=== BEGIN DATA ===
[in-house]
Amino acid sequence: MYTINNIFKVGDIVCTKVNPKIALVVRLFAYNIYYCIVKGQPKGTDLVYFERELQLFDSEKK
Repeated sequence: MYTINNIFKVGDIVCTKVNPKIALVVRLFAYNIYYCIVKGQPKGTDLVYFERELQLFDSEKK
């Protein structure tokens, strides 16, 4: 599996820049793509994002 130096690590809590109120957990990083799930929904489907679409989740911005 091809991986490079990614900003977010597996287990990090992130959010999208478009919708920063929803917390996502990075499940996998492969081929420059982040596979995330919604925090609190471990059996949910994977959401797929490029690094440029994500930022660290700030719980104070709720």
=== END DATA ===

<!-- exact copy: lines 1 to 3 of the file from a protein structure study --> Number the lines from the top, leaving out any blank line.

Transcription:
[in-house]
Amino acid sequence: MYTINNIFKVGDIVCTKVNPKIALVVRLFAYNIYYCIVKGQPKGTDLVYFERELQLFDSEKK
Repeated sequence: MYTINNIFKVGDIVCTKVNPKIALVVRLFAYNIYYCIVKGQPKGTDLVYFERELQLFDSEKK